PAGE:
Jodrell Bank Observatory
University of Manchester, UK.
10 April 2001 – For immediate release

Astronomers from the University of Manchester and other members of an
international team using the Parkes 64-m radio telescope in Australia have
found about 30 young, energetic pulsars, which may be the counterparts of
otherwise unidentified Galactic gamma-ray sources. The positions of these
sources can be uncertain by as much as a degree so making it difficult to
identify their origin. Two of the newly discovered pulsars have positions
which coincide within the positional uncertainties to hitherto unidentified
gamma-ray sources detected by the EGRET (Energetic Gamma Ray Experiment)
instrument on the Compton Gamma Ray Observatory satellite.

Young pulsars have long been favoured as potential counterparts – the two
most powerful gamma-ray sources in the sky are the Crab and Vela pulsars –
and both of these new pulsars linked to gamma-ray positions are young and
energetic. PSR J1420-6048, with a period of 68 ms, appears to be 13,000
years old. PSR J1837-0604, with a period of 96 ms, is estimated to be 34,000
years old. The increasing rotation periods observed for both pulsars
indicates that they are losing energy at a significant rate. “For this
reason alone one would expect that they should be observable as gamma-ray
sources,” said Dr. Nichi D’Amico of the Osservatorio Astronomico di Bologna,
Italy, as he presented the results at the “Gamma-Ray Astrophysics 2001”
Symposium in Baltimore.

Gamma-ray observations were pioneered in the 1970s by the SAS-2 and COS-B
satellites, launched by NASA and ESA respectively. But three decades later
many gamma-ray sources still defy identification. To date, less than half of
the gamma-ray sources observed with EGRET have been identified. Seven
gamma-ray sources near the Galactic plane have previously been identified as
pulsars. “We’ve now found a further two pulsars that coincide with
unidentified EGRET sources, within the positional uncertainties,” added Dr.

Pulsars are neutron stars formed in the collapse of massive stars in
supernova explosions. As Professor Andrew Lyne of the University of
Manchester explains: “their intense magnetic fields are expected to make
them profilic sources of high-energy radiation.”

The pulsars were found in the Parkes multibeam survey using a 13-beam,
1400-MHz receiver on the Parkes radio telescope to search for young, distant
pulsars within five degrees of the Galactic Plane. Although not yet
complete, this survey is already the most successful survey for radio
pulsars ever made, having found more than 600 previously unknown pulsars,
nearly doubling the number previously found in 30 years of observations.
The Parkes survey has found 30 radio pulsars with ages less than 100,000
years. The survey team will now do precise, long-term timing of their
periods in order to help future gamma-ray observatories detect any gamma-ray
pulses from these objects.

“The Parkes multibeam pulsar survey has been very good at finding faint,
fast pulsars,” said Professor Victoria Kaspi of McGill University. “It
turned up these two energetic young objects even without deliberately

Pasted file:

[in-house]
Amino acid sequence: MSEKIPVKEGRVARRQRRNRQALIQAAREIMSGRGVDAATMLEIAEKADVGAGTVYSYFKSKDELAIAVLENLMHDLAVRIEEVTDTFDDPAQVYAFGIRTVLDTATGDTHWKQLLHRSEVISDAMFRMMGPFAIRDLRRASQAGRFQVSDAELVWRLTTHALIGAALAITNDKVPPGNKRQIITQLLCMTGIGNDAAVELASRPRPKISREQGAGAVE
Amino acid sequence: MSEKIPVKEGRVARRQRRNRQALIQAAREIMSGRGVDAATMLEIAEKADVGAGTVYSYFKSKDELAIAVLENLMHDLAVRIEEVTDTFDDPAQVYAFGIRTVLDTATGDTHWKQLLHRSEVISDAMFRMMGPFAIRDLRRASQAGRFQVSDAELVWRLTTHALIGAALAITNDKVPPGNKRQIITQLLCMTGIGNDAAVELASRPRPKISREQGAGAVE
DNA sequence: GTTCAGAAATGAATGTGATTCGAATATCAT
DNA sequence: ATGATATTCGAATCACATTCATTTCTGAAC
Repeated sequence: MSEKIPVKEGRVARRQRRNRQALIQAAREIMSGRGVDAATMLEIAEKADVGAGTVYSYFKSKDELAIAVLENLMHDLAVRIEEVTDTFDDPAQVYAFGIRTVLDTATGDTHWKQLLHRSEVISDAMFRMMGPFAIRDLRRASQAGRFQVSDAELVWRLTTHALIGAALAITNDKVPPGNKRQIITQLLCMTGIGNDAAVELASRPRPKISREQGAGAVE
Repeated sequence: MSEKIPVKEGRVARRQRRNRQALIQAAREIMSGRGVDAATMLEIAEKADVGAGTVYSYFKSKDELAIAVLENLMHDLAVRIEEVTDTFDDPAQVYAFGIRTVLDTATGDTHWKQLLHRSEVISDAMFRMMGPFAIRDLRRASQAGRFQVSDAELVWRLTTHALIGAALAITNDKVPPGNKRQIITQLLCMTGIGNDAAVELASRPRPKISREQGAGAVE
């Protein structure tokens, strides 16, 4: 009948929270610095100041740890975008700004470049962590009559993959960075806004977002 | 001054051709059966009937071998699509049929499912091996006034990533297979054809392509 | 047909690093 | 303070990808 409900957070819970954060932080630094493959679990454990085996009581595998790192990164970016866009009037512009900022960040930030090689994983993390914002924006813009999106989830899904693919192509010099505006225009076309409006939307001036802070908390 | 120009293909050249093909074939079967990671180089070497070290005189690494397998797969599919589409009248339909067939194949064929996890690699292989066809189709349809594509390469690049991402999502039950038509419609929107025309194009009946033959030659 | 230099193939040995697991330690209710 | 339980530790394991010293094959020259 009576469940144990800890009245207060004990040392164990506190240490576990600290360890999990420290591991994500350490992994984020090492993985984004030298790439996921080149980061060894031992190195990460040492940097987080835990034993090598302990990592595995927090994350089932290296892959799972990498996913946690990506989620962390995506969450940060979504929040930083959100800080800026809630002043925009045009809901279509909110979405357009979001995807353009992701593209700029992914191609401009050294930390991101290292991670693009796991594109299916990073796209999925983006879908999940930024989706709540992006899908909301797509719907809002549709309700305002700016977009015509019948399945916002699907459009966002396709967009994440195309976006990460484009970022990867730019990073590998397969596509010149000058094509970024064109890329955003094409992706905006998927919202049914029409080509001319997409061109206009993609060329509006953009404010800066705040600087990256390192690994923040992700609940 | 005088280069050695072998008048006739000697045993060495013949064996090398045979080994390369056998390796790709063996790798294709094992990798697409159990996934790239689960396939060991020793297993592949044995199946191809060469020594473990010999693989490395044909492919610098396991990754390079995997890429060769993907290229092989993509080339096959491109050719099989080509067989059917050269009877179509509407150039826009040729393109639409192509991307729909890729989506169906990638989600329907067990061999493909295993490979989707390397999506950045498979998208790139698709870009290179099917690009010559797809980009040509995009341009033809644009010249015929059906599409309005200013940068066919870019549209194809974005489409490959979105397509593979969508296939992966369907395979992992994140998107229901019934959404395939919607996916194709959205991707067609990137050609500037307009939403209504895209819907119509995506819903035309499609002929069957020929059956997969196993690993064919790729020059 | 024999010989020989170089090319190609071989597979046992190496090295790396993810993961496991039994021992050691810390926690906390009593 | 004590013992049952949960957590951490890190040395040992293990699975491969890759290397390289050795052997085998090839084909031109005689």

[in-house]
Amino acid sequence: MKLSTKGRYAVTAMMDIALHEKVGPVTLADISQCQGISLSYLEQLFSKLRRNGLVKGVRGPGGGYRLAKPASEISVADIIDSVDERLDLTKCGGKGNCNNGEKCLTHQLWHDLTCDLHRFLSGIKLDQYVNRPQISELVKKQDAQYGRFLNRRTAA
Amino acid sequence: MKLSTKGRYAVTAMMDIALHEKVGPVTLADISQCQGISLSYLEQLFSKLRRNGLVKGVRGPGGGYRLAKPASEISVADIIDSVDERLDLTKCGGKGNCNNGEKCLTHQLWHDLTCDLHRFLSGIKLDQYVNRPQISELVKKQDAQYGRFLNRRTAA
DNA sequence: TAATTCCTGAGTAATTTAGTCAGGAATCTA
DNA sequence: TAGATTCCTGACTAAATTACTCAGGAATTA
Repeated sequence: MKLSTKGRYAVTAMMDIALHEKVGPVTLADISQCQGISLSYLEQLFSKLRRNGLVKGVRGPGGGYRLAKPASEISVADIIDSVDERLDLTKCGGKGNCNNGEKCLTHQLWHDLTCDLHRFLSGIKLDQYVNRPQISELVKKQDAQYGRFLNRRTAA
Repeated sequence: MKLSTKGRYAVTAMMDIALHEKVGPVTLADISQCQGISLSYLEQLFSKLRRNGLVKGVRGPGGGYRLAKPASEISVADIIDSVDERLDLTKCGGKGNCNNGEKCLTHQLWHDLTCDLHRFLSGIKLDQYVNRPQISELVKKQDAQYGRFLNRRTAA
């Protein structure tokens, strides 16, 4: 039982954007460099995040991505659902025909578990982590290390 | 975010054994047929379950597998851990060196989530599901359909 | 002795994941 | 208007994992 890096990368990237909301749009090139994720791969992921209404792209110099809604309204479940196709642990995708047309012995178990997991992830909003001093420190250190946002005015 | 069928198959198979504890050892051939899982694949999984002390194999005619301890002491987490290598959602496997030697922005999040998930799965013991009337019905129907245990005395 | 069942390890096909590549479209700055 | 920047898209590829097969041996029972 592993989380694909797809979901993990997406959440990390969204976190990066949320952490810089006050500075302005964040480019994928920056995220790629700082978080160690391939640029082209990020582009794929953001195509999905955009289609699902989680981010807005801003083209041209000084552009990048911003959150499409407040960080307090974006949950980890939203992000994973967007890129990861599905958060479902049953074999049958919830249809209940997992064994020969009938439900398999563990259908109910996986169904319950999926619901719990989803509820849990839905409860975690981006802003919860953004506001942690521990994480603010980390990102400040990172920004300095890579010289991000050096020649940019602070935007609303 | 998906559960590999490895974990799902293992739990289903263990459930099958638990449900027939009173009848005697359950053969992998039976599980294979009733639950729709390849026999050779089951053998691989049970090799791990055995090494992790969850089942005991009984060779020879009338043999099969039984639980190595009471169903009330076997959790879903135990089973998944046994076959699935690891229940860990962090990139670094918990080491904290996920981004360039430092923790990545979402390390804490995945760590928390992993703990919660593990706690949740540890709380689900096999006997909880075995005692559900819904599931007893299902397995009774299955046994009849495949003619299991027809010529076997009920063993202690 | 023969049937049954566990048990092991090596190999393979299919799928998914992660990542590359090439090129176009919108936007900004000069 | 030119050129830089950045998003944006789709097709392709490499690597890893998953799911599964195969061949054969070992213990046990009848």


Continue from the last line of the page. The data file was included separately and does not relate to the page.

targeting the gamma-ray-source error boxes.” With this encouragement the
team plans to use the multibeam system to target more of these sources with
even higher sensitivity and will expect to find many more gamma-ray emitting
pulsars. If so, the nature of these mysterious galactic gamma-ray sources
may soon be solved.

The members of the research team are Dr. D’Amico, Professor Victoria Kaspi
(McGill University, Canada), Dr. Richard Manchester (Australia Telescope
National Facility, Australia), Dr. Fernando Camilo (Columbia University,
USA), Professor Andrew Lyne (University of Manchester, Jodrell Bank
Observatory), Dr. Andrea Possenti (Osservatorio Astronomico di Bologna,
Italy), Dr. Ingrid Stairs (National Radio Astronomy Observatory, USA), Dr.
Michael Kramer and Mr George Hobbs (University of Manchester, Jodrell Bank
Observatory), and Dr. Jon Bell (Australia Telescope National Facility,

The text of this release and two supporting images can be found at:


Prof. Andrew Lyne, University of Manchester, Jodrell Bank Observatory
phone +44-1477-572-640 e-mail

Dr. Nichi D’Amico, Osservatorio Astronomico di Bologna, Italy
phone +39-051-209-5719 e-mail

Prof. Victoria Kaspi, McGill University, Canada
phone +1-514-398-6412 e-mail

Dr. Richard Manchester, Australia Telescope National Facility
phone +61-2-9372-4313 e-mail

Dr. Ingrid Stairs, National Radio Astronomy Observatory, U.S.A.
phone +1-304-456-2213 e-mail

Background Information:

The Parkes radio telescope is part of the Australia Telescope, which is
funded by the Commonwealth of Australia for operation as a National
Facility managed by CSIRO (Commonwealth Scientific and Industrial Research
Organisation). Nichi D’Amico and Andrea Possenti received support from the
Italian Space Agency and from the Italian Minister of the University and
Technological and Scientific Research (MURST). Victoria Kaspi is an Alfred
P. Sloan Research Fellow and received support from an NSF CAREER award
(AST-9875897) and an NSERC grant (RGPIN228738-00). Fernando Camilo is
supported by NASA grant NAG 5-3229. Ingrid Stairs received support from
NSERC and Jansky postdoctoral fellowships.